As digitisation speeds up so the demand for digital skills is growing in Europe, and people need adequate and appropriate digital skills to be empowered in a digital economy and society. Digital skills are needed at all levels, ranging from high-level ICT specialist skills, to skills needed by the labour force and the unemployed, to broader skills needed by ordinary citizens.
However, digital skills gaps are growing as the supply is unable to meet increasing demand. Ironically, while EU-wide youth unemployment is at almost 20 per cent the European economy may lack as many as 756,000 ICT professionals by 2020. More than a third of the labour force and, more broadly, around 45 per cent of EU citizens are, in effect, digitally illiterate.
The eSkills Malta Foundation is an active member of and contributor to various expert working groups set up to reflect on Member States’ current and future needs. Last December the Digital Skills and Jobs Coalition was launched, and as Malta was due to hold the EU Council presidency the Foundation presented the Digital Skills and Jobs Coalition Charter to European Commissioner Gunther Oettinger and Belgian Deputy Prime Minister Alexander De Croo at the launch event.
To adequately address these challenges the coalition identified four areas that Member States should tackle:
1) Educate and train more young people for digital professions so that a large pool of talented young digital professionals is created, with increased female participation, to be ready to take up the growing number of unfilled vacancies for ICT professionals in Europe;
More than a third of the labour force and around 45 per cent of EU citizens are, in effect, digitally illiterate
2) Up-skill and re-skill the European employees with the digital skills required to remain productive in their current jobs, and to become employable for new ones;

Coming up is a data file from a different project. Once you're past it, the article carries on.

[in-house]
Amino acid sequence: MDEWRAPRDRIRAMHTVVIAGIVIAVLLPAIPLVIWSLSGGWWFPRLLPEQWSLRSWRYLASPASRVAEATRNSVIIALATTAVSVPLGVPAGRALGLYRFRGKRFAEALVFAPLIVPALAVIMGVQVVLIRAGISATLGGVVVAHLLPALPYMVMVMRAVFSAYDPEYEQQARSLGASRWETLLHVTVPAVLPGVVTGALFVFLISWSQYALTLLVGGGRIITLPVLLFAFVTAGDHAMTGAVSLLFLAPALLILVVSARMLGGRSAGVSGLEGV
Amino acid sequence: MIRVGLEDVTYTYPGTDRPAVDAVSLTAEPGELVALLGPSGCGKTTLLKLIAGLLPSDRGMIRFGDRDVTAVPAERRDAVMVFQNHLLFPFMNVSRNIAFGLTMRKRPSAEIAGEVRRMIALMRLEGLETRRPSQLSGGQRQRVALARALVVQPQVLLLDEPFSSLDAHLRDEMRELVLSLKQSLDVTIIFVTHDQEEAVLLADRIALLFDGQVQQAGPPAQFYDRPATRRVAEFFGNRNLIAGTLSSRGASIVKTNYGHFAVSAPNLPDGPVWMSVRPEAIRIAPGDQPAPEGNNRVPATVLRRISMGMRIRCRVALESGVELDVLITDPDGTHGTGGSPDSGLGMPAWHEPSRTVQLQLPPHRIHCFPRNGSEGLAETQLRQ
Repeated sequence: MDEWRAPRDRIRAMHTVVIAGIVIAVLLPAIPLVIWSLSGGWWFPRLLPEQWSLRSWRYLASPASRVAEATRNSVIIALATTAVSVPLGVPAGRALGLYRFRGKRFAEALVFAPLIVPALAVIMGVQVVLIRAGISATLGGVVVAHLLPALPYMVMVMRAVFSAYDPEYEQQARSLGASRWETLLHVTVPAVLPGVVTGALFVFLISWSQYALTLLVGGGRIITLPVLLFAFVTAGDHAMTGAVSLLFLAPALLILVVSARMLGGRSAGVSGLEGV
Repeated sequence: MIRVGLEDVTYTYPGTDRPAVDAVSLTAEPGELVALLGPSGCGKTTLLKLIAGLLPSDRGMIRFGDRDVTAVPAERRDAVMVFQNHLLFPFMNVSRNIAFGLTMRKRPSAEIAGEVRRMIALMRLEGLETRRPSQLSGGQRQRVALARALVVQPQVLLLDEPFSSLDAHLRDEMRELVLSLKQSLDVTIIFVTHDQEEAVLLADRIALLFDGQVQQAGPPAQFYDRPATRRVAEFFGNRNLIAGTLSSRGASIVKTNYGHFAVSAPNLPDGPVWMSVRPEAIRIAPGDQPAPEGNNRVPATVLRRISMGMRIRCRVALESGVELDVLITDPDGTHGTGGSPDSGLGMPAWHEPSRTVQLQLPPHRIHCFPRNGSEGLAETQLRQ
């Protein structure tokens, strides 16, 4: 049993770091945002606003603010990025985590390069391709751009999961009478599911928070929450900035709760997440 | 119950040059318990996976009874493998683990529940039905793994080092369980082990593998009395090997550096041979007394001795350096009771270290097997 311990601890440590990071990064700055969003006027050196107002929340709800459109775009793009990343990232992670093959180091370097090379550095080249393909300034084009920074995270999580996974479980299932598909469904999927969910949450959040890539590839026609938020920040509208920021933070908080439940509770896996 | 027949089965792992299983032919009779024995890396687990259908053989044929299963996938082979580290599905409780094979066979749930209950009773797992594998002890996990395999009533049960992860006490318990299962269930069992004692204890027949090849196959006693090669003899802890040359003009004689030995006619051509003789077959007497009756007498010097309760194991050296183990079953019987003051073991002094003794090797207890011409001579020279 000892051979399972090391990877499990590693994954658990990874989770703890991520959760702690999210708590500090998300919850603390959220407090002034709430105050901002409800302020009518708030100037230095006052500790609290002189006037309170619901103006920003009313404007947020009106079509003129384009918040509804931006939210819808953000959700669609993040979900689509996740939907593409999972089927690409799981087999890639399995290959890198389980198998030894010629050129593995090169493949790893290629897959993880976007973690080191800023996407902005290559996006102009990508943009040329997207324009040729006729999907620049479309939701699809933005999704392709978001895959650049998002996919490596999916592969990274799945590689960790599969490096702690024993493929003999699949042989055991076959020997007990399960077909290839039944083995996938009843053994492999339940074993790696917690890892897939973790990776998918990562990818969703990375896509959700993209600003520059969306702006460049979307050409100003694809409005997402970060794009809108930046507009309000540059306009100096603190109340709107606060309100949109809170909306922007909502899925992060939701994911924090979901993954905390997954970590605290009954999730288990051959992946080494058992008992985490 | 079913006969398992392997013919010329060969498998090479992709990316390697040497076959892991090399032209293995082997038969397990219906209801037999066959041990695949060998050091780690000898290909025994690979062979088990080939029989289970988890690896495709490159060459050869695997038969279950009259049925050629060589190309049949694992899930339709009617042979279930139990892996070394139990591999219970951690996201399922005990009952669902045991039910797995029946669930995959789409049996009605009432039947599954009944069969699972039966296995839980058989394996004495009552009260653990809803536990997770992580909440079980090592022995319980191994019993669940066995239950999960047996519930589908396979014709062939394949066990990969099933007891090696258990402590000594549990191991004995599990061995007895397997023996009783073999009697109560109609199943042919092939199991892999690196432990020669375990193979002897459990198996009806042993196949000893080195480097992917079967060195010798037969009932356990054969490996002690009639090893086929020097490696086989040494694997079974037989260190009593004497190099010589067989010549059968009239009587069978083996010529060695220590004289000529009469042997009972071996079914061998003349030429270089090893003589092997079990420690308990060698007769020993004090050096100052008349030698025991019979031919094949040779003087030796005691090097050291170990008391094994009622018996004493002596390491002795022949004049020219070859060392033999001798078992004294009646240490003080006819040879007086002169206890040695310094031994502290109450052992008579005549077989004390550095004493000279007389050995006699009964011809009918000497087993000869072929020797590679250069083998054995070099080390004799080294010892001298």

3) Modernise education and training systems for the digital age to bring digital skills and competences to all levels of education and training, and bring them closer to industry needs;
4) Improve the digital skills of all citizens so that they can play an active role in modern society, strengthening social inclusion.
The solutions to Europe’s digital skills challenges cannot be implemented by any single Member State, nor by any single group of actors in isolation. They require strong pan-European and national partnerships, adequate policies and appropriate funding. They also require strong and sustained commitment to reverse trends, and ensure European citizens and workers are prepared for the digital revolution.
Digital technologies have transformed the world and the EU Commission regards technology and innovation as pillars in the digital economy. This is why the EU is promoting and implementing a Digital Single Market, whereby existing barriers are torn down and the 28 Member States national markets converge into one large market. This will create economic expansion, jobs and wealth in all countries and give equal opportunities to all EU citizens.
The eSkills Malta Foundation looks forward with enthusiasm to this challenge.
Carm Cachia is executive coordinator, eSkills Malta Foundation.
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